Body odor: Sweat glands become more active, causing body odor. This is when they will begin to need deodorant. You can welcome an open discussion with your child to let them know that this is nothing to be embarrassed about.
Body hair: Hair in the underarm and pubic hair begins to develop a thatch of coarse, dark hair. For some, hair begins to grow on the upper lip. Facial hair in women is nothing to be ashamed of—it could be hereditary or a sign of something more, such as Polycystic Ovary Syndrome (PCOS)—a hormone issue that begins during these years of growth. Talk to your child's doctor if facial hair growth is a concern.
Vaginal discharge: The appearance of vaginal discharge (white or yellowish in colour) means their period is well on its way. Tip: Teach your child the different stages of discharge so this doesn't overwhelm them!
Period: Before menstruation begins, put together a period emergency kit for your child so they’ll be less apprehensive about potentially getting it at school or extracurricular activities.
Mood swings: Your child might be happy one second, and angry or sad the next. Try to be gentle with them; this behaviour is just as confusing for your child as it is for you.
Separating: Normal growth also means expressing an interest in becoming more independent and taking on greater responsibilities.
Romantic interest: Your child may begin to feel a newfound romantic or sexual attraction to people.
How Long Does Puberty Last in Females and AFAB People?
Puberty in AFAB people will usually last three to five years. After your child gets their first period, their growth will slow down, but they might have one more growth spurt. They might grow one to three more inches over the next few years. Breasts are usually fully developed around 17 to 18 years old.
Be there for your child to help them navigate this confusing time. These experiences can be challenging, but if your child can talk to someone, their puberty years will be easier. Maybe even share stories about your first period, or any of the other physical and emotional changes you went through as a child.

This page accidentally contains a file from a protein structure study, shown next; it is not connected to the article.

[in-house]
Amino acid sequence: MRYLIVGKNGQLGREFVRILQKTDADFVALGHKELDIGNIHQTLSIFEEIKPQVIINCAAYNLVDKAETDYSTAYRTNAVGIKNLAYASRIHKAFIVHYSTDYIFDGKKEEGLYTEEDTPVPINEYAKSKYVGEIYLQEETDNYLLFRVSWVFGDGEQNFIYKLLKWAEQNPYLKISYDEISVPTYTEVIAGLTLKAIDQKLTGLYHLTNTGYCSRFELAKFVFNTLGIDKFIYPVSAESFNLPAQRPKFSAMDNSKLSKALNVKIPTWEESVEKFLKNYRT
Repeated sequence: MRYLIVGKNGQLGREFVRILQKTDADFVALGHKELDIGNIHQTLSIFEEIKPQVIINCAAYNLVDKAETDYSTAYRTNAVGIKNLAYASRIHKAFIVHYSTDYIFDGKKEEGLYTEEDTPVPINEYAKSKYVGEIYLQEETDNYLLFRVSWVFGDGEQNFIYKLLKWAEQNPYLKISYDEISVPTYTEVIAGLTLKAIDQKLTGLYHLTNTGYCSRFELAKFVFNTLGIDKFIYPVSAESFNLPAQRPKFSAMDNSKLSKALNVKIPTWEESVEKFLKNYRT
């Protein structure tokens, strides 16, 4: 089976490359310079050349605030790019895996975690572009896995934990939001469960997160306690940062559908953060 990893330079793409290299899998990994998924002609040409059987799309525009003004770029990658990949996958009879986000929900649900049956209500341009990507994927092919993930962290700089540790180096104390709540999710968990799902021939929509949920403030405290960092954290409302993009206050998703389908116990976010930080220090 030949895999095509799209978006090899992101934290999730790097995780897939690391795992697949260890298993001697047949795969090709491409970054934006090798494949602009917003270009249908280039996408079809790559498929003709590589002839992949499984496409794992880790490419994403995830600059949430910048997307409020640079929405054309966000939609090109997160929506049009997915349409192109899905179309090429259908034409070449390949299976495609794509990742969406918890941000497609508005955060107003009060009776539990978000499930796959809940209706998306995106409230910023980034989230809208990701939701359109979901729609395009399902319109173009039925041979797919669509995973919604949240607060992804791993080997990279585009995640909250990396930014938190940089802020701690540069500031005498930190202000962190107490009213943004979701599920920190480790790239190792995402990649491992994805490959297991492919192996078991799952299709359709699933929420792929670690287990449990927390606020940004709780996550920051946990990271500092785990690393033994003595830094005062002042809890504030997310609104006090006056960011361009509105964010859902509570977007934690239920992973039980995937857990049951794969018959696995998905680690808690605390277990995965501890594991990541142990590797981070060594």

It's also helpful to continue to affirm their confidence, promote a positive body image and to be a good role model for them in these formative years.
Preparing Your Child to Begin Puberty
Puberty begins, and things change. Prepare your child with these tips and tricks.
Gather the Right Materials
Put together the right period kit for your child—featuring pads and/or tampons, and, of course, period underwear! Make sure your child has anything they might need for a tough period: pain meds, a heating pad and chocolate.
Know What You're Going to Say
Enough with silly euphemisms such as "the birds and the bees." Be honest with your child and explain exactly what happens during puberty. They're growing up and should be treated as such! It may feel awkward or uncomfortable at first, but speaking in "adult" language—using words like menstrual cycle, attraction, body order, etc.—will give your child the confidence to ask more questions.
Know When to See a Doctor
Puberty is nothing to be afraid of. From stronger body odor, developing pubic hair, to that first period, everyone goes through it! If you or your child is worried about the way their body is progressing physically, you can talk to your child's healthcare provider for the required health screenings.
While delayed puberty isn't something to worry about, if your child has begun puberty and suddenly stopped, a doctor should be notified. Likewise, illnesses like PCOS or PMDD—Pre-Menstrual Dysphoric Disorder—may be developed during puberty. If your child is experiencing more severe symptoms of puberty, including worsened PMS, severe acne and extremely early sexual development, consider health screenings from their doctor.
In the end, no one knows your child better than the both of you. While it may feel awkward, conversations around puberty and the physical changes they're going through will help your child adjust to their new body—breast growth, body odor and all.
Reeducating yourself on puberty is just the beginning. You've got this!
Please note: We are not health practitioners. If you have more questions or have concerns, please talk to your child's healthcare provider.**